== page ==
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United States Department of Agriculture

Agricultural Research Service

Research Project: TOWARD CONTROL STRATEGIES OF EMERGING PATHOGENS AND NEMATODES OF COTTON Project Number: 6202-22000-026-00
Project Type: Appropriated

Start Date: Apr 09, 2007
End Date: Apr 08, 2012

Objective:
Develop control strategies that will minimize yield and fiber quality losses caused by nematodes and microbial pathogens that are emerging as significant impediments to sustained profitability by cotton producers. Of particular concern is the spread of the reniform nematode in the southern U.S. and south Texas, the emergence of a new disease called South Carolina seed rot in the southeast, the introduction of a particularly virulent isolate of Fusarium oxysporum f. sp. vasinfectum that was inadvertently imported from Australia on cottonseed and that could adversely affect 50% of U.S. cotton production, and the identification of race 4 of F.o.v. for the first time in the U.S. To address these emerging diseases we will: 1) Complete the introgression of reniform nematode (Rotylenchulus reniformis) resistance from Gossypium longicalyx and G. barbadense into Upland cotton (G. hirsutum) and develop markers for the trait suitable for marker-assisted selection; 2) Describe mechanisms of pathogenesis and identify virulence genes in the bacterial pathogen(s) causing the disease known as South Carolina seed and boll rot; and develop detection methods for the pathogen(s); and 3) Determine whether fusaric acid contributes to differences in virulence among races and biotypes of Fusarium oxysporum f. sp. vasinfectum to provide a basis for developing strategies for controlling Fusarium wilt of cotton.

Approach:
1) Introgression of Reniform Nematode Resistance: Standard procedures for cotton flower emasculation and pollen transfer will be followed for backcross breeding. After each cross, progeny will be bioassayed for resistance to the reniform nematode, and the most highly resistant progeny will be retained for subsequent crossing, self seed generation, and DNA extraction for marker development. Plants will be grown under field conditions and evaluated for agronomic performance. Standard techniques and commercially available technology will be used for cotton DNA extraction. PCR amplification, electrophoresis, and fragment size detection will be utilized to identify molecular markers. 2) South Carolina Seed and Boll Rot: A mutagenesis system will be used to identify genes involved in production, regulation, and/or secretion of factors that cause boll rot. Based on these results, a set of predicted gene sequences associated with pathogenicity will be used to develop a PCR based method for detecting seed and boll rotting bacteria in field samples. Bolls from greenhouse grown plants will be used in initial testing to determine the efficacy of the developed amplification system. 3) Relation of Fusaric Acid to Virulence of Fusarium oxysporum f. sp. vasinfectum (F.o.v.): Biotypes of F.o.v. will be monitored for their ability to produce high levels of phytotoxins, and virulence of biotypes will be determined. The biosynthesis of those phytotoxins that correlate with virulence will be determined by feeding labeled substrates to the pathogens. Genes involved in the biosynthesis of these phytotoxins will be identified. Knock-out mutants will be generated to assess the role of specific phytotoxins in virulence and pathogenicity.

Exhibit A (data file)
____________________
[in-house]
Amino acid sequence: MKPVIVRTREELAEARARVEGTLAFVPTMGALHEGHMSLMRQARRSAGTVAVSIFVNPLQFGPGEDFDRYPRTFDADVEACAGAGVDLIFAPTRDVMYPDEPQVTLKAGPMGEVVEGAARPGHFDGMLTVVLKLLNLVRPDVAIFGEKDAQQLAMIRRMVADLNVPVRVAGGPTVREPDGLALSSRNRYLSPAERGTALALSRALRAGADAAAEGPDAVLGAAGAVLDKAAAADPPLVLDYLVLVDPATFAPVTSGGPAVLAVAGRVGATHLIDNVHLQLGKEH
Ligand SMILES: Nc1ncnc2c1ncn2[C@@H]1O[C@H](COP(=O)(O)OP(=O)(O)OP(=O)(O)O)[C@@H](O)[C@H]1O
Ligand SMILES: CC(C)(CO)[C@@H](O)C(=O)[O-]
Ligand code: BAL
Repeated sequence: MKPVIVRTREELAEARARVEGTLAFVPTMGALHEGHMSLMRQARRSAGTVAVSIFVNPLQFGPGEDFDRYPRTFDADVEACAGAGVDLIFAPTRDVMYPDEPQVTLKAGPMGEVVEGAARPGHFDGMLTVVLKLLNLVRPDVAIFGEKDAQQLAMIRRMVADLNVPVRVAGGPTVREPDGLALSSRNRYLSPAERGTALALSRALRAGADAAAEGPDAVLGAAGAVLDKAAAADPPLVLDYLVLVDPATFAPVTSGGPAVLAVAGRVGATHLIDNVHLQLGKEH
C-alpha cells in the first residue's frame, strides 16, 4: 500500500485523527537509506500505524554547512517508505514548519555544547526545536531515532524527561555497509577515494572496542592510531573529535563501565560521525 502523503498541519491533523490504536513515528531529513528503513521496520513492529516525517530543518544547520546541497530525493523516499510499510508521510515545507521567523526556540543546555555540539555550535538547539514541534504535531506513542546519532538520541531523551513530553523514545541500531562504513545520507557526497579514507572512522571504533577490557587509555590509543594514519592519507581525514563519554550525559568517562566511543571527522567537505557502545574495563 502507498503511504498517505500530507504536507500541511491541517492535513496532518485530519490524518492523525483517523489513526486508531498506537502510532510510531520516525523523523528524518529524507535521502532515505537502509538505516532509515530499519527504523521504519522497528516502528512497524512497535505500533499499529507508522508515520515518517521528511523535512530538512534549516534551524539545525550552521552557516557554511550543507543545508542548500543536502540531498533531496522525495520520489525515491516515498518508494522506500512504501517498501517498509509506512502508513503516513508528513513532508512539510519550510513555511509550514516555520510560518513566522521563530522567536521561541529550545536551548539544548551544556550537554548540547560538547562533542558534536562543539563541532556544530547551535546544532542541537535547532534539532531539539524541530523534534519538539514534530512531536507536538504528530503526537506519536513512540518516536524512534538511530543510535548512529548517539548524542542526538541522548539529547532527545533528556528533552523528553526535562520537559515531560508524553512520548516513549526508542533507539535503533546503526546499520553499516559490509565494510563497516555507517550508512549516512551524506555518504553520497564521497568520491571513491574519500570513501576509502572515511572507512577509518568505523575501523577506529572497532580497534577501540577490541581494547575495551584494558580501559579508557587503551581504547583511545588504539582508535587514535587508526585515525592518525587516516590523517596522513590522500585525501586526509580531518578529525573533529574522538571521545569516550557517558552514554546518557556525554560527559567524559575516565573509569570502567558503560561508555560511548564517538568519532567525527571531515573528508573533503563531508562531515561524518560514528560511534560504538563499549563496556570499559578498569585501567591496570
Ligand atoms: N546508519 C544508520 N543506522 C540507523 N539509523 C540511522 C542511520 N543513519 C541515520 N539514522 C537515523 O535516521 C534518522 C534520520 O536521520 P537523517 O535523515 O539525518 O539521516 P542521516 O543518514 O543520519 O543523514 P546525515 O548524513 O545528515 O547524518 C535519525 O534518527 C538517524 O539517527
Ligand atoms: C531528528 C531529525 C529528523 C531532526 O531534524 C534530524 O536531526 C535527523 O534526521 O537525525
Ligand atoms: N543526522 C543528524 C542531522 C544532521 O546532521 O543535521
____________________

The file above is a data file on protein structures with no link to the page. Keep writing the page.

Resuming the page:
Last Modified: 10/23/2014
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